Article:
And now for something completely different…
E3 — a.k.a. the annual Electronic Entertainment Expo — was held again earlier this month in Los Angeles, where many hope that it will stay. If you have never attended E3, it cannot be adequately described in words, it is an experience of the senses — loud, visual, politically incorrect, a descent into adolescent decadence as long as what you really want to do is see the latest in new video and computer games coming soon to a device near you, currently invented or otherwise.
I didn’t get to the show floor this year, just to a nice dinner with former colleagues and some interesting meetings, but immediately prior to the show, I was asked by a college student studying for a degree (gasp!) in videogames for my opinion (horrors!) on issues of censorship in game land. Here I provide my largely unedited memo to that fellow, to which he recently responded my material made the cut and he received an A on his presentation. We’ll see if you agree…
College Student Question 1:
What is “the line” for videogame developers in regard to deciding what kind of content is not included?
There are two answers to this question, artistic and business. In terms of artistic, the question is no different from any other art form (literature, painting, film, etc): is it true or “felicitous” to the content? By felicitous the artist implies the necessary use of whatever element of free expression is necessary to make his or her point with the best tactic available to advance the project. Of course this is subjective, but that’s what separates an artist from an amateur, effective application of subjectivity. If as an artist you need to use violence in a certain way to make a point or advance the story, you do so in the most honest and appropriate manner for the effect you need to advance the work. The opposite of felicitous in creative endeavor is gratuitous, meaning the decision is made purely for commercial reason, shock value, impact, or audience effect, what is most often referred to as hack work. When you see a string of cool special effects and all you can say is, “wow, cool special effects” and there is no other point, that’s gratuitous and likely should be edited. An artist uses a filter of appropriateness based on vision, not implication.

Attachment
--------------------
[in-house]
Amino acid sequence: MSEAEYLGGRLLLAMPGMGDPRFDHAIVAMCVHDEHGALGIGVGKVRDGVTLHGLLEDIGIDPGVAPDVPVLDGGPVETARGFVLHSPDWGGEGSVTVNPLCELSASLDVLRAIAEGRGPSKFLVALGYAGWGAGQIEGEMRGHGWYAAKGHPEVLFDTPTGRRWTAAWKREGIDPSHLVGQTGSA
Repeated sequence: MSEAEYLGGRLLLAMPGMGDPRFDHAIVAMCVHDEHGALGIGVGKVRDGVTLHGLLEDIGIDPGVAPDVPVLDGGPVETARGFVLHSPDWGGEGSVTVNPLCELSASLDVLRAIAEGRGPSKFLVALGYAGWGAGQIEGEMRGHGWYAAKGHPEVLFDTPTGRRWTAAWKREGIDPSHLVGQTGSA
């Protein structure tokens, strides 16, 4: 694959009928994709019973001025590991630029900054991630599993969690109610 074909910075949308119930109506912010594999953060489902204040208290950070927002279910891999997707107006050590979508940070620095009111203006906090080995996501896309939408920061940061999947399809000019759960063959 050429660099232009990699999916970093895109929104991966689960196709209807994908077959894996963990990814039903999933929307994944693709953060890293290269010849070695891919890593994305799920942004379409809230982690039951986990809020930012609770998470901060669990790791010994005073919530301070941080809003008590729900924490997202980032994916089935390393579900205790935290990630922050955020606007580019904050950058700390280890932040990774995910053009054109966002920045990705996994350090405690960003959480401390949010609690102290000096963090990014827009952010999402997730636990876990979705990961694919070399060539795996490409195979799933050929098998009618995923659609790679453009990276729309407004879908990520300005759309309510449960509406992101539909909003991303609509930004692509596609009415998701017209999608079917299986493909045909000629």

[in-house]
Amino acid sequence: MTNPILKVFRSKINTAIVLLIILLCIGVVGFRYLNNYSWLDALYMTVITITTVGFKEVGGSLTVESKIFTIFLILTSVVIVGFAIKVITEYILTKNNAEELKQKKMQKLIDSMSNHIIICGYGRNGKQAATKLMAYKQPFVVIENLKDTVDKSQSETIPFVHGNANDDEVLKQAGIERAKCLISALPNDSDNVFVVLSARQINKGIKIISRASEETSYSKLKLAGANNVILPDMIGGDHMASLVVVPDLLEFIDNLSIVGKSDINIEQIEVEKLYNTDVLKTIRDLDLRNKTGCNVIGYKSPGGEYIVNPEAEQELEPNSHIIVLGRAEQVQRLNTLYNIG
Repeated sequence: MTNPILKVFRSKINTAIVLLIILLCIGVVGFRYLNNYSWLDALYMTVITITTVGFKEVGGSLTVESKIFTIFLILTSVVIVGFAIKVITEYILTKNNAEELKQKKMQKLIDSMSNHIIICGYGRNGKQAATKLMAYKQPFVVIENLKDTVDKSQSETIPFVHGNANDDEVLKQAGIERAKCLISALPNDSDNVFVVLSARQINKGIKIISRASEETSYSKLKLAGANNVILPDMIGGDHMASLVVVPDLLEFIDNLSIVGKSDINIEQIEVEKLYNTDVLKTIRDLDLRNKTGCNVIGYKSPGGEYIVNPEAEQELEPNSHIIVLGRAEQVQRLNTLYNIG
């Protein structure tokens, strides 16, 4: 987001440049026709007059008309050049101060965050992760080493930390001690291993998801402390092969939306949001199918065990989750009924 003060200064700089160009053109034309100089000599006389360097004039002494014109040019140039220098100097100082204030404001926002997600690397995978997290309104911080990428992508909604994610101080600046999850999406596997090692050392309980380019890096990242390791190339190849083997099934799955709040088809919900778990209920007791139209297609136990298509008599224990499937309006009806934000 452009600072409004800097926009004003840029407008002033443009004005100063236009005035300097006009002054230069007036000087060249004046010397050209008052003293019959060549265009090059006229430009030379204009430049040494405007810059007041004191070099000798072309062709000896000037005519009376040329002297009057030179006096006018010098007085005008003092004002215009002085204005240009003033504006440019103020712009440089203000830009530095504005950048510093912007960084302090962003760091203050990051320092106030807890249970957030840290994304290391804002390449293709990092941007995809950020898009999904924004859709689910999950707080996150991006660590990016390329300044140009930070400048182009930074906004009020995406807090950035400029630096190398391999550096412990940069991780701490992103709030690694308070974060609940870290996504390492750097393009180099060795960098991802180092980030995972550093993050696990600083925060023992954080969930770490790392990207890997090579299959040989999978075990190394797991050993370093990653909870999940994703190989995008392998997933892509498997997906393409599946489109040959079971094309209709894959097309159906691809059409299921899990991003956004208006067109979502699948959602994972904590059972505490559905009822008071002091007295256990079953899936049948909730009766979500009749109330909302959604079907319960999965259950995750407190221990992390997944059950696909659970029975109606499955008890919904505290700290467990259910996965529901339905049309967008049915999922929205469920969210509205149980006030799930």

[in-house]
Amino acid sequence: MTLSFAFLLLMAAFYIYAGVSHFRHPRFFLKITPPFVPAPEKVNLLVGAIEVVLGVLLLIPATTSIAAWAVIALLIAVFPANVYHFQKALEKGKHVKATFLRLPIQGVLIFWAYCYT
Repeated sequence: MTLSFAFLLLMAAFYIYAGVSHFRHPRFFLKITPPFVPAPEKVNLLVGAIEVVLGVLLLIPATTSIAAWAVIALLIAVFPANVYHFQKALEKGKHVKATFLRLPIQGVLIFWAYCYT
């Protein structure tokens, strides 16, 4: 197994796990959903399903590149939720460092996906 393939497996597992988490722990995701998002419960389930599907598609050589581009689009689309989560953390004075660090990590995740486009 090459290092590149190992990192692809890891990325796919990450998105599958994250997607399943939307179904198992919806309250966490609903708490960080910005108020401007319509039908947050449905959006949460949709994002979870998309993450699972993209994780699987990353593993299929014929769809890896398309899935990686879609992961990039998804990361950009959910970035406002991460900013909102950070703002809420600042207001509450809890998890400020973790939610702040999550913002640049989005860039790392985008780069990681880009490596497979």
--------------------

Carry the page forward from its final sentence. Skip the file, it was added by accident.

On the business or practical side, it is really quite simple, just like the movie business. Someone else is financing your work, whatever rating the entity financing the work wants, you edit to achieve that rating. No question, the marketing reasons will always trump artistic expression when someone else is financing your work to get the best possible return on investment they can. If you don’t like that, finance it yourself, but you will have a very high risk of losing your money because with financing comes distribution. Abundant marketing and promotion dollars are most often provided by those who have the most skin in the game in a double down strategy, and they are by no means free of hooks, quite the contrary, but with all the noise and competition for mindshare, a good publisher can add tremendous value when you are aligned. With trust established, the editorial dialogue between publisher and developer can also be immensely satisfying.
College Student Question 2: